If you have an entrepreneurial spirit, you may have dreamt of being your own boss someday or building a company from the ground up. Starting your own company or going into business with a partner is a major endeavor, not to be taken lightly. In a business partnership, you and your partner can split the profits any way you want, as long as you both agree to the terms of the arrangement. When business partners start a new company, they typically bring different skills and assets to the table. It is not uncommon for one partner or partners to bring in cash and the others to bring managerial experience or industry knowledge. The key issue here is then how to appropriately compensate each partner and where to allocate the liability. The legal aspects of running a business can be intimidating, so that is why you should consult with an experienced business law attorney before embarking on this type of endeavor. In order to avoid any disputes when a company becomes successful, fails, or if there is a third party lawsuit, it is imperative to consult an attorney to properly allocate profits—and liability—to minimize harm later on.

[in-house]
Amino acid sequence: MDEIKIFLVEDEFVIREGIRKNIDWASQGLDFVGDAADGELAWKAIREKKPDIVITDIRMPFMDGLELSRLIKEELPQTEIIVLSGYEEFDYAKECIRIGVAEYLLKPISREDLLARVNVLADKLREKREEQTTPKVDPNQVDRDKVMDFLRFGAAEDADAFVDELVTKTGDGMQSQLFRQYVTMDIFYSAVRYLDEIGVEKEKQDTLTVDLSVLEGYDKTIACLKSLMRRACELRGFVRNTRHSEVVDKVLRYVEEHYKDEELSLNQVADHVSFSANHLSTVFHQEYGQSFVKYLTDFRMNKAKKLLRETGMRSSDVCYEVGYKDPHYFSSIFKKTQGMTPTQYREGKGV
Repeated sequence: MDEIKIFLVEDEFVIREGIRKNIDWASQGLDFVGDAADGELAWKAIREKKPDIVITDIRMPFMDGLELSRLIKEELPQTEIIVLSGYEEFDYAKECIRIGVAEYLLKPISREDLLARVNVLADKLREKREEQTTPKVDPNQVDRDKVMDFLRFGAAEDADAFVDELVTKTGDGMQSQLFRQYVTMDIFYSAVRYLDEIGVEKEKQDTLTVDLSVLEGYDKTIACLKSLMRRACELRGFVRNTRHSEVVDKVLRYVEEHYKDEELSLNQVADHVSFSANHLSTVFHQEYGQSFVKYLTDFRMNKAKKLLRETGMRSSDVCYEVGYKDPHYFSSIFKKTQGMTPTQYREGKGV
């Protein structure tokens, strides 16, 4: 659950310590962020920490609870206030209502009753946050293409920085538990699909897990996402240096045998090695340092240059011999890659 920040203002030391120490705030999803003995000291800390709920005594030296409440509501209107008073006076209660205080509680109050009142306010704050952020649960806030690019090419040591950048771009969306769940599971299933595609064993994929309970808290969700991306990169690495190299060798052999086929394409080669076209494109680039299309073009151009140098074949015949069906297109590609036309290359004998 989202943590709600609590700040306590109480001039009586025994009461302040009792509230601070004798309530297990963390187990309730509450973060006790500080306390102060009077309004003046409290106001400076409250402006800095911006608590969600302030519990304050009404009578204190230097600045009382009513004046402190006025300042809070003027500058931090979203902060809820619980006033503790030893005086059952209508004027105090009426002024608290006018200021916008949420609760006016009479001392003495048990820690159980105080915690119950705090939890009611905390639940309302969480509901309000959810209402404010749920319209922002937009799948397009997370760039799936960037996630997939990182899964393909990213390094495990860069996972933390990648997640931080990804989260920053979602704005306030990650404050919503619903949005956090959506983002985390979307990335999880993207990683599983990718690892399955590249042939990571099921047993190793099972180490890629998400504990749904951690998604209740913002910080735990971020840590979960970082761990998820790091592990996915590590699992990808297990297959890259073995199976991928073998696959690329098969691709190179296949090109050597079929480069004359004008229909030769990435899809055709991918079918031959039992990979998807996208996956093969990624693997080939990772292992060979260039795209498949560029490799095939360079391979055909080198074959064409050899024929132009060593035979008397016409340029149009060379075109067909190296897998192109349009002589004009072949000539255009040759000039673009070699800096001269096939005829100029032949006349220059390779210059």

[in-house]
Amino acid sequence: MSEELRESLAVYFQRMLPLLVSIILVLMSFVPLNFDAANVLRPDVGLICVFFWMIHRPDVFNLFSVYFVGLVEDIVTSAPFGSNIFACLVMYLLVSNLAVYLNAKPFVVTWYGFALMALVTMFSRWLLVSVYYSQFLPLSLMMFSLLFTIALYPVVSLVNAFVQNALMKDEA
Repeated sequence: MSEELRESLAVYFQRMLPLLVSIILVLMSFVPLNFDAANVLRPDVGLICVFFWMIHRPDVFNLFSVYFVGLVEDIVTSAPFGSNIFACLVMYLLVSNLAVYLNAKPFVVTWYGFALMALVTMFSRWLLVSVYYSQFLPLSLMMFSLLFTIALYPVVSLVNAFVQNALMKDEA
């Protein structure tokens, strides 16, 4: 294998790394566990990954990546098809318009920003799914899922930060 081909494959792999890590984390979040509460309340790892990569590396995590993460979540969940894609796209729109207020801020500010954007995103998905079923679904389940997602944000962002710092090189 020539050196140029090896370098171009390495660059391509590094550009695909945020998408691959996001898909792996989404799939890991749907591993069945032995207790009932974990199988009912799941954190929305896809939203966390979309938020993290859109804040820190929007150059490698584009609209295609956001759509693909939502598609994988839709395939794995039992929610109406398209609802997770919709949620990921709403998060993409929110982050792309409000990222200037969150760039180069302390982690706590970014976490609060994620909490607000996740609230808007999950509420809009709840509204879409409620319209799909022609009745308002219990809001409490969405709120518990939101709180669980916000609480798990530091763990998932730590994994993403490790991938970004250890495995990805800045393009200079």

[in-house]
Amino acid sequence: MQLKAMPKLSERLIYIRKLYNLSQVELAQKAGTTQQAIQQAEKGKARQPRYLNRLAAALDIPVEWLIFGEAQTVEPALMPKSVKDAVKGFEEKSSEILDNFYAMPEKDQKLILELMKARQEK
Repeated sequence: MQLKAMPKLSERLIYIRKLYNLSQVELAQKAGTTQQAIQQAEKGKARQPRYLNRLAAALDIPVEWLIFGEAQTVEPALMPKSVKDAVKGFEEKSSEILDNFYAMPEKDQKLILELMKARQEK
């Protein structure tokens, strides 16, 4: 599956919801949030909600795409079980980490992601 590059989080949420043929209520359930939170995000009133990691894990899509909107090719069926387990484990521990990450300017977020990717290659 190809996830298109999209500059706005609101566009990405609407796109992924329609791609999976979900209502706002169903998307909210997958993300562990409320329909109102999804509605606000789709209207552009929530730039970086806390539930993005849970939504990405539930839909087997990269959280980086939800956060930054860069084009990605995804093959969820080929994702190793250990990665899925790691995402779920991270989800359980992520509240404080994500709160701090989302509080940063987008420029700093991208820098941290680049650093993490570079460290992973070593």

Limited Liability Companies and Profit Sharing
Limited liability companies (LLCs) are an ideal way to share profits and distribute liability between partners (or as known in LLCs: “members”). LLCs are incredibly flexible and can be custom designed for your business’ specific needs. LLCs can be designed in the following ways: